Cleaning out a garburator

Garburators are under appreciated and generally unnoticed appliances that is until they stop working, start to smell funny or sound like a blender filled with marbles and nails.

Garburators are essentially a hefty motor attached to an impeller that pulverizes food until it is small enough to pass into the drain pipe as you run water into the unit.

These units are very reliable, but many older units tend to have problems, especially when they are not used for extended periods.  Garburators mix water and electricity which is typically not an ideal combination.

The most common problem is that the unit just stops working when you press the switch, and this is often realized after you have dumped the most disgusting mix of old food scraps into the unit, and they start to smell because the pieces are too large to wash into the waste drain pipe.

First things first press the wall or sink top button and listen carefully.  If it is working you will definitely hear it turn on, or you may hear a very soft humming or buzzing noise from beneath the sink, or you will hear absolute silence.

If you hear nothing at all, grab a flashlight and look at the bottom or side of the giant motor hanging beneath your sink.  There will be a small (usually red) button, which is an internal safety reset.  Press this button in (you may need the end of a pencil or your pinky if it is inset into a small indent).  If this button has popped out, there is a problem with your garborator, but if the button is depressed already, try to identify the breaker on the main electrical panel, and see if it is switched on.  If the breaker is tripped, reset it by turning it off, then turning it back on.  Test the garborator again. If it works, fantastic, otherwise you may hear the humming noise, (perhaps just briefly) before the breaker or safety reset trips off again.

If you hear the humming, even if just briefly before the breaker shuts off, likely the unit is seized. This sounds like bad news, but frequently it is simply because the unit hasn’t been used for months, or years.

Turn off the breaker, ensure that the switch is in the off position, and proceed to remove the rubber gasket in the mouth of the unit. With a flashlight, you should be able to see clearly into the unit (after you have scooped out all the disgusting food scraps mentioned at the beginning).  With most the food removed, you can usually wash away the small scraps, unless the drain is plugged, in which case you need to remove the waste water in the unit as well.  There are special suction tools for this, but in a pinch a turkey baster, or a car wash sponge will allow you to soak up enough water to see the impeller.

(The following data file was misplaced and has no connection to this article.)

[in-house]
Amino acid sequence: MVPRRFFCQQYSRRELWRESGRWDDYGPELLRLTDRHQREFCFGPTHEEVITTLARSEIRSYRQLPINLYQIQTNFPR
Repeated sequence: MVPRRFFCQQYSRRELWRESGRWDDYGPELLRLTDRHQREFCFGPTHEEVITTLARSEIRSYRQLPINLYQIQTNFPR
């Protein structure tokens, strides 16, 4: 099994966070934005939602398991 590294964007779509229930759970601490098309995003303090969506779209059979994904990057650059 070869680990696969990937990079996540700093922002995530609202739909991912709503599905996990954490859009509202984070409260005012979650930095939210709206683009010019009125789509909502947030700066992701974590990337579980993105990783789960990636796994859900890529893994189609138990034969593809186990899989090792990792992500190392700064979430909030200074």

The impeller should turn freely.  If it doesn’t turn (try the end of a wooden spoon) easily, this is what is causing the reset switch or breaker to trip.  Food, dishwashing goo, rust and other assorted stuff can seize up the impeller, which causes the reset switch or breaker to trip, resulting in the clogged and/or smelly garborator.

Sometimes a wooden spoon with a long handle is enough to spin the impeller loose but often a small crowbar or large screwdriver is required.  Be certain the unit is turned off at the breaker when trying to free the impeller!  If you aren’t comfortable or absolutely certain you have disabled power to the unit, call a plumber!

Once the impeller spins freely, replace the rubber gasket or garborator sink stopper, turn on the breaker, double check the safety reset switch and turn the unit on.  If you had the impeller spinning before, the unit should roar to life.